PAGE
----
When it comes to racing drivers, perhaps none could be considered more rounded than Daniel Sexton Gurney. More commonly known as Dan, he boasted an incredible versatility behind the wheel that is surely unrepeatable today, competing successfully in motorsport series as diverse as Grand Prix, Indycar, NASCAR, and Sports Car, as well as winning the 1971 running of the “Cannonball Run” across the United States with co-pilot Brock Yates in a Ferrari Daytona.
If that wasn’t enough, Gurney was also an inventor and pioneer, and the first to fit a small strip of material – now known as the Gurney Flap – onto the wing of a racing car in order to increase downforce, while also introducing the modern full-face helmet to Indycar and Grand Prix racing, and starting the tradition of spraying – rather than drinking – champagne on the podium.
Images courtesy of All American Racers
Naturally, any telling of Dan Gurney’s story must also include his famous All American Racers. Starting in 1967, and continuing well beyond his retirement from active competition in 1970, Gurney’s Eagle often innovative race cars helped establish him as one of America’s premiere race car constructors. With their patriotic racing liveries, Gurney’s AAR would notch up podiums in Formula 1, Indycar, and Sport Car competition.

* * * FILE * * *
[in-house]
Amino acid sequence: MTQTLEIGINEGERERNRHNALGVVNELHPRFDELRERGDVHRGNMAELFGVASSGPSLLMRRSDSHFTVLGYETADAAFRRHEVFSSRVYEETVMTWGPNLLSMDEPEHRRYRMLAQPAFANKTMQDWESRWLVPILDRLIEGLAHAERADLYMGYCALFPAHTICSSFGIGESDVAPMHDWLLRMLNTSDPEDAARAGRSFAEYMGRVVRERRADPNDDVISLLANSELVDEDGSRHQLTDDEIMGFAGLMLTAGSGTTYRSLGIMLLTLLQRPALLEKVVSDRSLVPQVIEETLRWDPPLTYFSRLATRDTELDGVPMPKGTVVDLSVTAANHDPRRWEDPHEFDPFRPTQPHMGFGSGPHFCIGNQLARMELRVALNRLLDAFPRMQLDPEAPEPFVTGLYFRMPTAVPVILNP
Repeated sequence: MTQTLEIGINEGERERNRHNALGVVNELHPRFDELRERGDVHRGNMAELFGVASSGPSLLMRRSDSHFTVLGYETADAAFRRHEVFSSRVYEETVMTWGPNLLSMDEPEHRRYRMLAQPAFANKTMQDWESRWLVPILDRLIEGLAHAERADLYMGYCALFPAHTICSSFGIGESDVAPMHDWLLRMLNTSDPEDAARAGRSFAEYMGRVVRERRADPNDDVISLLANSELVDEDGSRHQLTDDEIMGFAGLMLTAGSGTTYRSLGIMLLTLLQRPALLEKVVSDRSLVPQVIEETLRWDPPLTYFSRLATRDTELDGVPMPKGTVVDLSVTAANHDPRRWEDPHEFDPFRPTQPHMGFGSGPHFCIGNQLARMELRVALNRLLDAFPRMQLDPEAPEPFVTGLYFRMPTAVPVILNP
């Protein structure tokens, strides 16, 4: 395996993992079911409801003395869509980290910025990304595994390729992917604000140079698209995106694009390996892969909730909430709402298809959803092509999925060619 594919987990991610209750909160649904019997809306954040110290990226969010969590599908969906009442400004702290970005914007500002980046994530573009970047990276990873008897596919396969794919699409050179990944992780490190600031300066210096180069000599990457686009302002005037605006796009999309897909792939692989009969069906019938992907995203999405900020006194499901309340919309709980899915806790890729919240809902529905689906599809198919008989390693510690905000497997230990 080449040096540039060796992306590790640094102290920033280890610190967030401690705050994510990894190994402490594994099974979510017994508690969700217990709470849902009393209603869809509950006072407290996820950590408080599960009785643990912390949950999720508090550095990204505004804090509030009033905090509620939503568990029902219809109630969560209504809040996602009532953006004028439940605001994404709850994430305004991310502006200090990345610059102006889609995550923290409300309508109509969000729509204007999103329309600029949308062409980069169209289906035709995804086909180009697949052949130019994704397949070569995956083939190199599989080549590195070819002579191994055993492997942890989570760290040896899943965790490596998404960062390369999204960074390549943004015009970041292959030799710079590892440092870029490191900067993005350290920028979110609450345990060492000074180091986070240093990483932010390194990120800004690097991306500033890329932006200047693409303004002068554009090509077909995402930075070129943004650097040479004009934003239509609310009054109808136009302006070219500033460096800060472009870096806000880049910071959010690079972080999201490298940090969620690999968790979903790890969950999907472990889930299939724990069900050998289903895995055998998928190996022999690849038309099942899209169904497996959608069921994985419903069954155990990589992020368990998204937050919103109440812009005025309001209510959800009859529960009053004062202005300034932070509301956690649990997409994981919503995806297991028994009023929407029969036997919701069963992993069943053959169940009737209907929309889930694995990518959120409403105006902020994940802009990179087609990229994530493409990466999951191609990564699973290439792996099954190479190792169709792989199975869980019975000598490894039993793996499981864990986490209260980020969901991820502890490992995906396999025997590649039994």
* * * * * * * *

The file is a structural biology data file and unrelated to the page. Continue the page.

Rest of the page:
Courtesy of the Petersen Automotive Museum
Open to the public later this month, The Petersen Automotive Museum will celebrate the racing legend and his race cars in their newest exhibit, “The Eagles Have Landed”. Presenting a selection of the cars built and driven by Gurney over his career, the exhibition will include 1967 Gurney Eagle (Weslake: Formula One), 1968 Gurney Eagle McLaren “McLeagle” (Can-Am), 1993 Toyota Eagle GTP (Mark III: IMSA) and 1999 Gurney Eagle (CART).
The exhibition will be open to the public on Saturday, January 28th, 2017. Tickets can be purchased at .